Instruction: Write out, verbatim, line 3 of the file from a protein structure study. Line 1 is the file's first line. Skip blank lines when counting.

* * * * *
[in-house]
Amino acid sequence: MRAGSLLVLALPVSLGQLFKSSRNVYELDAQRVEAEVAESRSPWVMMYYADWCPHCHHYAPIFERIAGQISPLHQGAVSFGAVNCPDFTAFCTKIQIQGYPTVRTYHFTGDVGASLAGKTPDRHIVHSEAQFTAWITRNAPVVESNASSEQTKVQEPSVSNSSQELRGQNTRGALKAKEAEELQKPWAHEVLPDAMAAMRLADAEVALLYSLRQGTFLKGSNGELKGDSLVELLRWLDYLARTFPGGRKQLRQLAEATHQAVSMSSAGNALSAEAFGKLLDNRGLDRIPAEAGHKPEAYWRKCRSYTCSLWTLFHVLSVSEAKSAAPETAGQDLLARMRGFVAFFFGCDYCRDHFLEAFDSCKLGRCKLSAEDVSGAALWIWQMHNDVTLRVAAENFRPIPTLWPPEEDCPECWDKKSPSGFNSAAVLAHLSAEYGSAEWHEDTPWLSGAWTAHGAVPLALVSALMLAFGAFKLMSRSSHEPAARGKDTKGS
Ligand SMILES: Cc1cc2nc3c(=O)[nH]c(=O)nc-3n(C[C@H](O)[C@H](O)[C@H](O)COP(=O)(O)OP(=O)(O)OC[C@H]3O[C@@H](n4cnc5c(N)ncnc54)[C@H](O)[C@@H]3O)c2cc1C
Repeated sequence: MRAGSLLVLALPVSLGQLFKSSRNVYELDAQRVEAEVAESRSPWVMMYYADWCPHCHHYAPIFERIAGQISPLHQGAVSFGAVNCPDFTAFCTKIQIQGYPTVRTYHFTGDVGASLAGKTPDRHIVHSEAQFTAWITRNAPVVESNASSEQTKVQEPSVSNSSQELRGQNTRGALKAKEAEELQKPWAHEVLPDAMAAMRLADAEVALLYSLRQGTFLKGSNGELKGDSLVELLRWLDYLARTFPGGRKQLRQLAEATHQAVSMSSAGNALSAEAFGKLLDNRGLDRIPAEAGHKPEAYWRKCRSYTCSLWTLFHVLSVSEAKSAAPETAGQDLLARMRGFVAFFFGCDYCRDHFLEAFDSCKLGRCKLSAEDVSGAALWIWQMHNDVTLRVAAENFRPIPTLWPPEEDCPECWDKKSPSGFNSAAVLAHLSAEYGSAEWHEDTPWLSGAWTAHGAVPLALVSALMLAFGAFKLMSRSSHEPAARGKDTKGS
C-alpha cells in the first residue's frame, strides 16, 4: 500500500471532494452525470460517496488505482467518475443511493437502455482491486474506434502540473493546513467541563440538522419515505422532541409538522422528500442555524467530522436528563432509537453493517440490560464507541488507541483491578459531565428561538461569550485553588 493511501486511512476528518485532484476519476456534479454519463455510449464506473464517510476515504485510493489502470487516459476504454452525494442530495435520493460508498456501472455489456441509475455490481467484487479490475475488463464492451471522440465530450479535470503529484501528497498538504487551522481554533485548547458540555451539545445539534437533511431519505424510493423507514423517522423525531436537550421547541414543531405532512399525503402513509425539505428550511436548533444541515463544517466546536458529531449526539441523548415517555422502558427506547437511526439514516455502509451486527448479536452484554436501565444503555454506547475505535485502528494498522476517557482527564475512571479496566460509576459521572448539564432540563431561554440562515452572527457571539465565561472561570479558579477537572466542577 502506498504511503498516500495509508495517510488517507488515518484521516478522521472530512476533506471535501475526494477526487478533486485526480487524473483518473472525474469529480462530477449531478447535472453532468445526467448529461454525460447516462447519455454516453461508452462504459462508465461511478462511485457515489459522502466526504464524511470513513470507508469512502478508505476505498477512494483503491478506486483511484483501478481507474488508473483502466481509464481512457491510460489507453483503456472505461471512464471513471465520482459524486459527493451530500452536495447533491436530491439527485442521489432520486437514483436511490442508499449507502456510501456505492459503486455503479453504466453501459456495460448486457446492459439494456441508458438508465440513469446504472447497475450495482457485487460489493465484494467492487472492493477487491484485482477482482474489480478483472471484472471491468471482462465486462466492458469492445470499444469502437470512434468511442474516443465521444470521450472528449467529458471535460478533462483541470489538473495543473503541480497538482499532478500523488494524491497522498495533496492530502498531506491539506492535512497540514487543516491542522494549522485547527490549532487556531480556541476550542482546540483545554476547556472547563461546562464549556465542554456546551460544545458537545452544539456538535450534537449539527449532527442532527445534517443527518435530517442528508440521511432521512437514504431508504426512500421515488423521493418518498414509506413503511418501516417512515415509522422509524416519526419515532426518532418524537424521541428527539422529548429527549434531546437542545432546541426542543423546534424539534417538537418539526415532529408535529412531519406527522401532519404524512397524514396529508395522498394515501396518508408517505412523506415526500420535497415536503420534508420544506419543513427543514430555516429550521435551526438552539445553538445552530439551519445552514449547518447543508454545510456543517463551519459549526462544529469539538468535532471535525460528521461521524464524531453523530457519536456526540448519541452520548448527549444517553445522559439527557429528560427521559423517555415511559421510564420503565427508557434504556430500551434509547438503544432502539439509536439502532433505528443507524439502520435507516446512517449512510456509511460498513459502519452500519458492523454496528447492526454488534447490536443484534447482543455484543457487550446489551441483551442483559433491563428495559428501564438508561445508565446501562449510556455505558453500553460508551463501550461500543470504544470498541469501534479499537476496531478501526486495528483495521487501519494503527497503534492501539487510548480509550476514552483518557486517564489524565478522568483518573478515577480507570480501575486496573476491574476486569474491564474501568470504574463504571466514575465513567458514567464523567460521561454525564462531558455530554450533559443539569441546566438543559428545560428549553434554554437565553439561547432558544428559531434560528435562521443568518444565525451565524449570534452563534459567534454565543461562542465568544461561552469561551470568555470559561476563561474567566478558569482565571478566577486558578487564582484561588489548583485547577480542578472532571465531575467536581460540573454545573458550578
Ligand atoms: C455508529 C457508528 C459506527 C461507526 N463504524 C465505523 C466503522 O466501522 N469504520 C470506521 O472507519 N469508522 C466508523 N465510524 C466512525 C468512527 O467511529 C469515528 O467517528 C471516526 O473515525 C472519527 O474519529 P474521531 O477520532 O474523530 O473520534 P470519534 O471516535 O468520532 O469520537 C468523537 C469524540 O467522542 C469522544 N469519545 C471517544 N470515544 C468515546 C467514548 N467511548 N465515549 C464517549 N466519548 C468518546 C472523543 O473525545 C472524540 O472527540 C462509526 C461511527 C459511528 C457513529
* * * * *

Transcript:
Ligand SMILES: Cc1cc2nc3c(=O)[nH]c(=O)nc-3n(C[C@H](O)[C@H](O)[C@H](O)COP(=O)(O)OP(=O)(O)OC[C@H]3O[C@@H](n4cnc5c(N)ncnc54)[C@H](O)[C@@H]3O)c2cc1C